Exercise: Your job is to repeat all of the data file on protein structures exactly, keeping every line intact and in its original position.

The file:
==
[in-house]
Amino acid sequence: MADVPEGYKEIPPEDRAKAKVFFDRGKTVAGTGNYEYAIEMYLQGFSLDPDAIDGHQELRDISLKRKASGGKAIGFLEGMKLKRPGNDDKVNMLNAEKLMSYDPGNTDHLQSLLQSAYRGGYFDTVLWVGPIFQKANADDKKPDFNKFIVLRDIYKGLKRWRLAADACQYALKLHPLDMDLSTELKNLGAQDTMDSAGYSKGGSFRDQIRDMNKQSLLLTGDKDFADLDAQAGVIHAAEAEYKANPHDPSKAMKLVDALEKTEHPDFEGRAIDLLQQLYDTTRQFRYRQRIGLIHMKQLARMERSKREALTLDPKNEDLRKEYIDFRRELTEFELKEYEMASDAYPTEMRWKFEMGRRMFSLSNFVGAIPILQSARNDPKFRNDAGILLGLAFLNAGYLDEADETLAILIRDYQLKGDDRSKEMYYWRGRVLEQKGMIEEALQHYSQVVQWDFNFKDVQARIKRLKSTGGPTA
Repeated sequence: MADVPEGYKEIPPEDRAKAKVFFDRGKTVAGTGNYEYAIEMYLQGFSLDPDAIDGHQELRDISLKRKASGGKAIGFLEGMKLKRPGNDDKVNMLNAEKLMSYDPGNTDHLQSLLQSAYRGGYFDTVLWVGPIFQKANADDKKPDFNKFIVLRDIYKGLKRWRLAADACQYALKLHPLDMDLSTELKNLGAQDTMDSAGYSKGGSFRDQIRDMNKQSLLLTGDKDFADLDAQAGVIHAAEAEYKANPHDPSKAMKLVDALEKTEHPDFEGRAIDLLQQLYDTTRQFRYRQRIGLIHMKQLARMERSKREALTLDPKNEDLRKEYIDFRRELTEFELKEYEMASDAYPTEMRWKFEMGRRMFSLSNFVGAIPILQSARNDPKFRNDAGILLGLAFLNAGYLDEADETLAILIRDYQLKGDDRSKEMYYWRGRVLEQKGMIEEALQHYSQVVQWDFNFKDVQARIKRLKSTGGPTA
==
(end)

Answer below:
[in-house]
Amino acid sequence: MADVPEGYKEIPPEDRAKAKVFFDRGKTVAGTGNYEYAIEMYLQGFSLDPDAIDGHQELRDISLKRKASGGKAIGFLEGMKLKRPGNDDKVNMLNAEKLMSYDPGNTDHLQSLLQSAYRGGYFDTVLWVGPIFQKANADDKKPDFNKFIVLRDIYKGLKRWRLAADACQYALKLHPLDMDLSTELKNLGAQDTMDSAGYSKGGSFRDQIRDMNKQSLLLTGDKDFADLDAQAGVIHAAEAEYKANPHDPSKAMKLVDALEKTEHPDFEGRAIDLLQQLYDTTRQFRYRQRIGLIHMKQLARMERSKREALTLDPKNEDLRKEYIDFRRELTEFELKEYEMASDAYPTEMRWKFEMGRRMFSLSNFVGAIPILQSARNDPKFRNDAGILLGLAFLNAGYLDEADETLAILIRDYQLKGDDRSKEMYYWRGRVLEQKGMIEEALQHYSQVVQWDFNFKDVQARIKRLKSTGGPTA
Repeated sequence: MADVPEGYKEIPPEDRAKAKVFFDRGKTVAGTGNYEYAIEMYLQGFSLDPDAIDGHQELRDISLKRKASGGKAIGFLEGMKLKRPGNDDKVNMLNAEKLMSYDPGNTDHLQSLLQSAYRGGYFDTVLWVGPIFQKANADDKKPDFNKFIVLRDIYKGLKRWRLAADACQYALKLHPLDMDLSTELKNLGAQDTMDSAGYSKGGSFRDQIRDMNKQSLLLTGDKDFADLDAQAGVIHAAEAEYKANPHDPSKAMKLVDALEKTEHPDFEGRAIDLLQQLYDTTRQFRYRQRIGLIHMKQLARMERSKREALTLDPKNEDLRKEYIDFRRELTEFELKEYEMASDAYPTEMRWKFEMGRRMFSLSNFVGAIPILQSARNDPKFRNDAGILLGLAFLNAGYLDEADETLAILIRDYQLKGDDRSKEMYYWRGRVLEQKGMIEEALQHYSQVVQWDFNFKDVQARIKRLKSTGGPTA